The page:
HRT, transgender people, and the impact of medication shortages

Many transgender people who are undergoing HRT as part of any gender-affirming or gender-positive care are prescribed the same types of HRT medications used by cisgender individuals.

The reason(s) for prescribing HRT can vary from patient to patient – and there will always be natural differences between each individual as our respective bodies have minor variations – but the way hormones function in the body will generally still be the same.

As such, there is no separate type of “transgender HRT”; The most commonly prescribed medications for HRT are generally the same regardless of whether a person undergoing HRT is cisgender or transgender.

Transgender people may be prescribed HRT medications to help alleviate or even resolve any gender dysphoria they may experience. If HRT treatment is deemed appropriate as part of gender-affirming or gender-positive care, these medications help maintain or develop any physical changes which may improve their overall mental, emotional, and physical health when used as prescribed.

HRT is not solely focused on oestrogen, and medications containing testosterone are used for HRT when appropriate for any cis men, transgender men, some non-binary individuals, and others for whom testosterone is the hormone which needs to be increased, decreased, or otherwise adjusted in the body.

Because the current medication shortages in the United Kingdom are primarily affecting oestrogen based HRT medications, they have most severely impacted transgender women, as well as some non-binary and other individuals who may be taking HRT for the purposes of gender transitioning.

While it is certainly not a competition between cisgender and transgender people, as any medication shortage seriously impacts any people who may rely on any unavailable medication(s), it is important to note that transgender individuals face more overall barriers when attempting to access healthcare services or support, in comparison to the cisgender population on average.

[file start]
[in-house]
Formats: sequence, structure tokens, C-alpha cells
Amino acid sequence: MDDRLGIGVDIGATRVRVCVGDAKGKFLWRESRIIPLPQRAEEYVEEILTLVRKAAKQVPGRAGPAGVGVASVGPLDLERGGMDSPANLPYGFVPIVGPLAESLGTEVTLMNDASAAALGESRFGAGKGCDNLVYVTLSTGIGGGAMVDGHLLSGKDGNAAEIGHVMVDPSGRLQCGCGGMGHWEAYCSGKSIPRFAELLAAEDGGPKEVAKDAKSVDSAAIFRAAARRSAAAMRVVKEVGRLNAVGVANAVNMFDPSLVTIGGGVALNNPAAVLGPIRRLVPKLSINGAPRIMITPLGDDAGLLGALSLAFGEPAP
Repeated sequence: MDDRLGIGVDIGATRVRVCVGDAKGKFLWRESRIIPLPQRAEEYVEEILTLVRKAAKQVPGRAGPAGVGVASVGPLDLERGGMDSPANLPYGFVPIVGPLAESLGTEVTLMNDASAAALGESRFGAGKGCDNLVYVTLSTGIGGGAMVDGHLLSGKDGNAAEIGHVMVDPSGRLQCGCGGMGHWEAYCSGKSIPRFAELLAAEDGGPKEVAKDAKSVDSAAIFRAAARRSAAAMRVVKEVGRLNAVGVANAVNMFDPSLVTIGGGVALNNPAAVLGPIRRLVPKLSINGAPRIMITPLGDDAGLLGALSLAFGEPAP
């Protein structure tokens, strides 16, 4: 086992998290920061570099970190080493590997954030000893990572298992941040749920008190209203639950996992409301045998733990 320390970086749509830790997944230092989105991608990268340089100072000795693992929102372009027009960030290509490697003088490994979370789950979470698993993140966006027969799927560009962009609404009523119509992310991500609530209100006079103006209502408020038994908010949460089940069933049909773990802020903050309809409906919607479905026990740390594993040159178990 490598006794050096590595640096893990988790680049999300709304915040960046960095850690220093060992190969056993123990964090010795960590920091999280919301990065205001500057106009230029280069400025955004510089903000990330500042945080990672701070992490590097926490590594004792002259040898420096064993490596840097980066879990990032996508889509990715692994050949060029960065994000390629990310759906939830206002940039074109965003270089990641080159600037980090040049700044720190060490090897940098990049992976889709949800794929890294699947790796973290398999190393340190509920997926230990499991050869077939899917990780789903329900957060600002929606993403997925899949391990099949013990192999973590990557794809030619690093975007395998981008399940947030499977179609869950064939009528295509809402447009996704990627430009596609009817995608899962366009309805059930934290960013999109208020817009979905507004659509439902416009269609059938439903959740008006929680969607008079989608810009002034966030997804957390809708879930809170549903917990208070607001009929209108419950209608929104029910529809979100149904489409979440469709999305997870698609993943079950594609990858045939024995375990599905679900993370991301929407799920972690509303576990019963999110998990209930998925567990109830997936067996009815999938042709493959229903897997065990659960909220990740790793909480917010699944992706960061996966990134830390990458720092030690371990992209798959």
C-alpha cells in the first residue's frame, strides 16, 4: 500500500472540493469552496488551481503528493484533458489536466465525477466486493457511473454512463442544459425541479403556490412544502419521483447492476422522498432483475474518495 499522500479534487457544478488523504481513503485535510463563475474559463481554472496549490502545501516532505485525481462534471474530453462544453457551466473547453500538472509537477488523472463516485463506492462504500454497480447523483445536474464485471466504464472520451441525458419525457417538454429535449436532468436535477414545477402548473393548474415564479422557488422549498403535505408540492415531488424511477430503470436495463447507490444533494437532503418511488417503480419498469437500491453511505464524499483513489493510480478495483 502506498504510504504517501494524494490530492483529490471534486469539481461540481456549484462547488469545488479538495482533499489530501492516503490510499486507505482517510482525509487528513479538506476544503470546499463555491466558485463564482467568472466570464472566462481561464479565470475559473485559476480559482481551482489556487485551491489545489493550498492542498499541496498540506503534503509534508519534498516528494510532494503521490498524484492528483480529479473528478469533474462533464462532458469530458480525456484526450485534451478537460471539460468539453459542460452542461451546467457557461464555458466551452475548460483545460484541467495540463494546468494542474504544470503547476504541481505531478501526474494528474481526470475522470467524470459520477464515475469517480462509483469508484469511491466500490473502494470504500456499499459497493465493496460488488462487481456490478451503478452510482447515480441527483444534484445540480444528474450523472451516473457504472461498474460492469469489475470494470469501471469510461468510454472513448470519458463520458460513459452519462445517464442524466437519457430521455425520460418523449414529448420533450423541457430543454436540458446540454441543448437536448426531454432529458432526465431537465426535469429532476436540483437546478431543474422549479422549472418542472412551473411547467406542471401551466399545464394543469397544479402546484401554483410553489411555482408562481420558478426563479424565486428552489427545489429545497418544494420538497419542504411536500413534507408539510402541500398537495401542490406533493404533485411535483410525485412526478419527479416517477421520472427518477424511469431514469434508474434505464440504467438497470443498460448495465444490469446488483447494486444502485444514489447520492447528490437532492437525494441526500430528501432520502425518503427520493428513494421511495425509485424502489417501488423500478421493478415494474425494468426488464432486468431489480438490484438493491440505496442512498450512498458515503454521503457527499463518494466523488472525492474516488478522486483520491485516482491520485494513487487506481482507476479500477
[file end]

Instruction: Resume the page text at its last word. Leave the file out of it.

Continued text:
Barriers to care

A recent interview study identified some of the barriers transgender people face when attempting to access healthcare:

Systemic barriers included scarcity of specialist centres, with ‘participants express[ing] a clear desire for decreased waiting times.’ A lack of clear guidelines and educational gaps among providers were also of major concern; providers ‘stressed that the lack of inclusion of trans health in their training had left them unprepared to care for this population.’

Compounding this, negative attitudes towards trans people were found to lead to discrimination within primary care. Lack of awareness, gendered language use, and inflexible IT systems and spaces also contributed to making healthcare inaccessible to transgender individuals.

These barriers compound the already significant challenges presented by an inability to obtain any prescribed HRT medication(s) owing to the current shortages. These additional difficulties in obtaining healthcare-related support or services may not be experienced by any cisgender people who have also been impacted by the HRT medication shortage. As such, transgender patients may be facing even greater distress and/or dealing with more challenges overall when attempting to obtain information or support while the medication shortage remains an ongoing concern.



About the author: Clark Meeder is a contributing writer with a BA (Hons) in Visual Communications, alongside professional experience working in local government and healthcare.